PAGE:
Quietly, with immense vulnerability, he speaks, “If I take their offer, I lose any last chances I could have with him.” The pain of this crashes down on her as it would anyone in such a stage of life. She can never fully fill his shoes, she never wants to, but she also knows that if she did, her footsteps would be much larger.
“If you don’t take it, and keep living the way you do, he loses any chances he has left for closure. For peace. You can take their offer and stop hiding from him, from the police, from our children. Or you can turn it down and actually try to fight for him, but I can’t sit here and watch the in-between anymore. I can’t watch you take away Corey’s happiness to save your own pride.” She pauses, her throat getting squeezed tightly by impending tears.
“Tim, I’m scared. For him, for the kids, for everyone; I’m scared.”
He places his hand on top of hers, their eyes both filling with tears. He nods and abruptly stands, grabbing his coat and keys. “He’s not mine. He hasn’t been for years. Hell, I can’t even afford the idea of him anymore.”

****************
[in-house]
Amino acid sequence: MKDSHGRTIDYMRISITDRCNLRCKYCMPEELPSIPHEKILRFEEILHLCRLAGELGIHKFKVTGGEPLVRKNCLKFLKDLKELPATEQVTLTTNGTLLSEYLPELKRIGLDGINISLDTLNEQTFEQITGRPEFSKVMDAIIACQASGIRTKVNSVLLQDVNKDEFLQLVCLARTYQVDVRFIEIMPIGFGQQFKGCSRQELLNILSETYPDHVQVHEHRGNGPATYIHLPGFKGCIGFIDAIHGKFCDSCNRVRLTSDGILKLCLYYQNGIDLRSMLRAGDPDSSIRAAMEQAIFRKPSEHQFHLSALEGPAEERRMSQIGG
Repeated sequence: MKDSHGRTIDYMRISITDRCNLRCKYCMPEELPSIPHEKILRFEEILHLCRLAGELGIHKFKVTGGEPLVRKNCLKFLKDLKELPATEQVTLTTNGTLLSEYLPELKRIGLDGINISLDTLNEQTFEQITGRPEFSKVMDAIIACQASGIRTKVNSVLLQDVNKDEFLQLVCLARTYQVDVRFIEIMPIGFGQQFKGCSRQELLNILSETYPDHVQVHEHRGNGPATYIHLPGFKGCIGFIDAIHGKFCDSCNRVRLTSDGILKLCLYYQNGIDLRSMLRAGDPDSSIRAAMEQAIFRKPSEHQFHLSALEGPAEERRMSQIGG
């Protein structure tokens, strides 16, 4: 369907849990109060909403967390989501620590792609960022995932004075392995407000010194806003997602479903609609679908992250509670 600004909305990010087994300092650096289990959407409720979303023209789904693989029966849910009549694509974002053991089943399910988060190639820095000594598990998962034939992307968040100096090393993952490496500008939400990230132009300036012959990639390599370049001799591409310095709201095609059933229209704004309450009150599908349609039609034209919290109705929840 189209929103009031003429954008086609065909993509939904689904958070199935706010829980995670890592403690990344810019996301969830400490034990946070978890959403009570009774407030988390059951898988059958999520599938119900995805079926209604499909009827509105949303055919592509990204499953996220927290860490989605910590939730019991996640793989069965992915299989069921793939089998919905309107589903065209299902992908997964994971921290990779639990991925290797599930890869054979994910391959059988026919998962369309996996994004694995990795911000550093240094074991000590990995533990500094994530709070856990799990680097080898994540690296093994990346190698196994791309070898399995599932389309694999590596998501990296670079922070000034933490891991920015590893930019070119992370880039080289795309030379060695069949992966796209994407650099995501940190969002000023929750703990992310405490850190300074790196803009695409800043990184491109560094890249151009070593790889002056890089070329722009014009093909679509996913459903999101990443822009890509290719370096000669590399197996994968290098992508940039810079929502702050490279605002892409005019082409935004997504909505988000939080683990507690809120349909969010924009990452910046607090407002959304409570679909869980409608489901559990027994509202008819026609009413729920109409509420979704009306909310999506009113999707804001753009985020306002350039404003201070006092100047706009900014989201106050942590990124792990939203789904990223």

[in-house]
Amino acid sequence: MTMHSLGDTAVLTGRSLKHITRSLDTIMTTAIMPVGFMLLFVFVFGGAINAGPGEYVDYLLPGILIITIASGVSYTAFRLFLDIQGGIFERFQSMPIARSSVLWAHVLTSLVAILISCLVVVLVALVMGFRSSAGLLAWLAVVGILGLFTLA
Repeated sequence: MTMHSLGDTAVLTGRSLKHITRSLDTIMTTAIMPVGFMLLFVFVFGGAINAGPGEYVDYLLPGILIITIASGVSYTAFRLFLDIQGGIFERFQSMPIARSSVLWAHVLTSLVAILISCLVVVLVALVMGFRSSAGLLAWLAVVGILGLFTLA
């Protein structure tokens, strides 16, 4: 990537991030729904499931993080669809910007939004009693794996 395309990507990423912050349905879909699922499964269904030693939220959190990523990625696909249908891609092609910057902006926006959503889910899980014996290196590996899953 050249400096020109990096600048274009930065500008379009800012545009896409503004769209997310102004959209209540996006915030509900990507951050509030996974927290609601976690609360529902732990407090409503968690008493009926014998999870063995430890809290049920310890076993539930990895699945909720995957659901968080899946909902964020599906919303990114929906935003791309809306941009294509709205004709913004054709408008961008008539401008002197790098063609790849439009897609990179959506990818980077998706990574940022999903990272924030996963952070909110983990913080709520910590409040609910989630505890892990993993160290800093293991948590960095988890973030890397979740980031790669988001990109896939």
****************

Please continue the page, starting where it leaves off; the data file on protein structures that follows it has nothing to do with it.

He walks towards the back door. “I’ll be back in time to tuck the kids in. I’ll be back for them.”
As she watches him leave, she knows that tonight a large part of his heart is going to be ripped away from him. She also knows that the threads that are holding it in are weak; she takes comfort in the fact that it will be quick and painless. That the new man it will reside in will use it right. Will treat Corey right.
She orders another beer and realizes that among the myriad of emotions running through her brain that fear is nowhere to be found. It’ll be nice to finally park the cars out front. It’ll be nice, she decides, staring once again out the window, to find the beauty in fallen leaves.